In a world first, a gilded rhino dropping is being auctioned by the Cotswold Wildlife Park, attracting bids from a famous music mogul and successful business people.
Simon Cowell generously placed the opening bid at £2,500, but has since been outbid by British impact investor and philanthropist Nick Maughan.
There has been even more interest in the rhino dropping following Maughan’s offer, with the current bid standing at £5,050.
Cowell was pictured with the golden dung last month after visiting the wildlife park to view the unique lot and to meet the crash of rhinos.
The dropping, which came from one of the park’s rhino calves, has been covered with 23.75 karat Italian gold leaf by professional gilder JoJo Hull, and will be up for auction throughout August to celebrate ‘Rhino Month’ at the Park.
All proceeds from the auction will go to the African conservation charity Tusk, to support its work with wildlife and communities across Africa.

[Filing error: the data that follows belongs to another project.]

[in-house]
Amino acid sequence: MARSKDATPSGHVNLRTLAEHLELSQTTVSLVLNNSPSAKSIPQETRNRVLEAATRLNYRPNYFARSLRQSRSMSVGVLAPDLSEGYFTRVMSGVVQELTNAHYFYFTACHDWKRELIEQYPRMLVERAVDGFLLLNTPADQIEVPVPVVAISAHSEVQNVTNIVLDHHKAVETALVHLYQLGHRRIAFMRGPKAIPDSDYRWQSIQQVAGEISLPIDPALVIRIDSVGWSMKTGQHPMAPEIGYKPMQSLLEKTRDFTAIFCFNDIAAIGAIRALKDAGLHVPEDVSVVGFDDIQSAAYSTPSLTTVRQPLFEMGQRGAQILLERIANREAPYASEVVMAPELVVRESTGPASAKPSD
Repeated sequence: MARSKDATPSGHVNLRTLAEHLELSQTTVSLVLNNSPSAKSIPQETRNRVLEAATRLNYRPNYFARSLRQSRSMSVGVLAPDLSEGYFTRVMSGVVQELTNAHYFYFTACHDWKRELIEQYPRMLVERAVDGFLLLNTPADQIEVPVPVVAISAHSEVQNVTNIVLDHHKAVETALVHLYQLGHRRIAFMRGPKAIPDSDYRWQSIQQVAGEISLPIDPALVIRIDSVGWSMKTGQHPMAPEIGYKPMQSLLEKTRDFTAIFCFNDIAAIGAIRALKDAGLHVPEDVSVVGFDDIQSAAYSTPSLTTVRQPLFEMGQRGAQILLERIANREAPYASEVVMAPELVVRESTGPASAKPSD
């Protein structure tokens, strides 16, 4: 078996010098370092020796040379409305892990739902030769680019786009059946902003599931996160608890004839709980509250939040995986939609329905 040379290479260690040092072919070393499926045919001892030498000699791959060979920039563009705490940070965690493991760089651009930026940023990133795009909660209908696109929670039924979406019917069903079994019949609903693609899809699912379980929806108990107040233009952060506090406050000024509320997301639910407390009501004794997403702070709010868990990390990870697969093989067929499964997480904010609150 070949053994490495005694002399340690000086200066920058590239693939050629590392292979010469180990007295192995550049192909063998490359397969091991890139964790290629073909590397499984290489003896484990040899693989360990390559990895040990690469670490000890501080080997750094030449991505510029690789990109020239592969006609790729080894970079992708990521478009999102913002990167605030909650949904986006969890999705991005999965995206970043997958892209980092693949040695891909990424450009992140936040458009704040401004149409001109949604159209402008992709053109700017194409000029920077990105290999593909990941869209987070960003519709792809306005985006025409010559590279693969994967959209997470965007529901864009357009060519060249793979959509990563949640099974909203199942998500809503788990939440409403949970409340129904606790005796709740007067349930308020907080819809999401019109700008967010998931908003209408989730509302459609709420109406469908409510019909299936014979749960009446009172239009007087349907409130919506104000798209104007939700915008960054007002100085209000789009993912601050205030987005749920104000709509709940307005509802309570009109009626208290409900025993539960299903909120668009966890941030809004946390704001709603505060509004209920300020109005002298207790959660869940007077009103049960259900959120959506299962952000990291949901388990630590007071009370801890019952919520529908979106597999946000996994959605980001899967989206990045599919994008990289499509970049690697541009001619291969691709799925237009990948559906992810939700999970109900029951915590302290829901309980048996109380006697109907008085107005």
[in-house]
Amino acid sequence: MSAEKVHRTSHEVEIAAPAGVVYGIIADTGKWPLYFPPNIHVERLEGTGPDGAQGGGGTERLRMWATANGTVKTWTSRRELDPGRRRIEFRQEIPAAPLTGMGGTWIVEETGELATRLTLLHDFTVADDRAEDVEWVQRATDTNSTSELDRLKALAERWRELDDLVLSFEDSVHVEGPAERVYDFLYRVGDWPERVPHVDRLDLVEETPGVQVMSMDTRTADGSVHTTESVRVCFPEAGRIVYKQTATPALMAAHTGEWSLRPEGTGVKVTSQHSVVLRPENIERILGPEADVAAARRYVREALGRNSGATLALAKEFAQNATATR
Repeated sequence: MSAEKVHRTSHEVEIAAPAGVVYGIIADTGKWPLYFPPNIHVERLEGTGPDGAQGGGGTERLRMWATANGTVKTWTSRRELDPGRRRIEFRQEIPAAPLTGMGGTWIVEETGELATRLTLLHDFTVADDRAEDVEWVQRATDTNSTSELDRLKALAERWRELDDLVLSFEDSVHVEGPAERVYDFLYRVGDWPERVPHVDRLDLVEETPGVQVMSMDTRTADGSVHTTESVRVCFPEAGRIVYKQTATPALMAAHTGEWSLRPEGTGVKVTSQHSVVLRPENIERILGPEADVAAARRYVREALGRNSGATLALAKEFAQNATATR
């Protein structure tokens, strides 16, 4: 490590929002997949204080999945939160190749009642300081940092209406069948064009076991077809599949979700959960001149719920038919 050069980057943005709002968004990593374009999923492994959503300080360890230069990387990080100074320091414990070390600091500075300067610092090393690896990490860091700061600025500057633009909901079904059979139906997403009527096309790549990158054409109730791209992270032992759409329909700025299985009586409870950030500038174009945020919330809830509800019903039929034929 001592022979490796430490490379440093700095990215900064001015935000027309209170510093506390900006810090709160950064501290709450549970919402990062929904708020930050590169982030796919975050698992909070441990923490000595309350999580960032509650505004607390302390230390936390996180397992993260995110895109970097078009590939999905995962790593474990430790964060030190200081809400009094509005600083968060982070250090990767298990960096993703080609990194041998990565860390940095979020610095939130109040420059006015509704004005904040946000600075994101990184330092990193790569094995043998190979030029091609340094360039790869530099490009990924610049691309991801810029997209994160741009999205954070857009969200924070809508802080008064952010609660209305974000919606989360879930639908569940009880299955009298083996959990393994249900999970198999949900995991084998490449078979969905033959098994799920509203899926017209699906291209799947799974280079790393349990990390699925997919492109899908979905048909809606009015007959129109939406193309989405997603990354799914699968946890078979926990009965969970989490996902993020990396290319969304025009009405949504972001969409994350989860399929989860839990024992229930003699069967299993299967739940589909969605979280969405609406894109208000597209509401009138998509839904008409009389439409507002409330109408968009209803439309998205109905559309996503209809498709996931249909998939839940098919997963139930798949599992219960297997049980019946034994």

This isn’t the first time celebrities have shown an interest in the Park’s rhino dung.
David Beckham and his daughter Harper also visited Cotswold Wildlife Park and got stuck in to looking after the animals, including the mucky jobs like cleaning out the enclosures.
Harper was seen petting the rhinos and holding up a large lump of dung, with David joking that it is a ‘nice little gift for mummy’.
The pair received a varnished piece of rhino dung from the head keeper to take back as a souvenir.
Perhaps the Beckhams will put in a bid on the gold dropping to expand their collection and add more ‘Golden Balls’ to the family!
White rhinos have been a conservation success story over the last 120 years.
At the turn of the 20th century their numbers were less than one hundred, but today it is believed there are 15,000 white rhinos, mostly living in South Africa.
Yet the species is still under threat; poaching in South Africa, in particular, remains a major threat and 231 rhino have already been lost in the first six months of this year alone. In the last decade 9,396 have been lost to poaching.
At the Cotswold Wildlife Park, there has been a total of nine breeding successes in the last decade, helping to form a safety net for this wonderful species and to maximise the chances of a viable breeding population in captivity.
The park has raised over £120,000 for wildlife conservation in Africa in the last 10 years, working closely with Tusk to protect Africa’s many threatened species.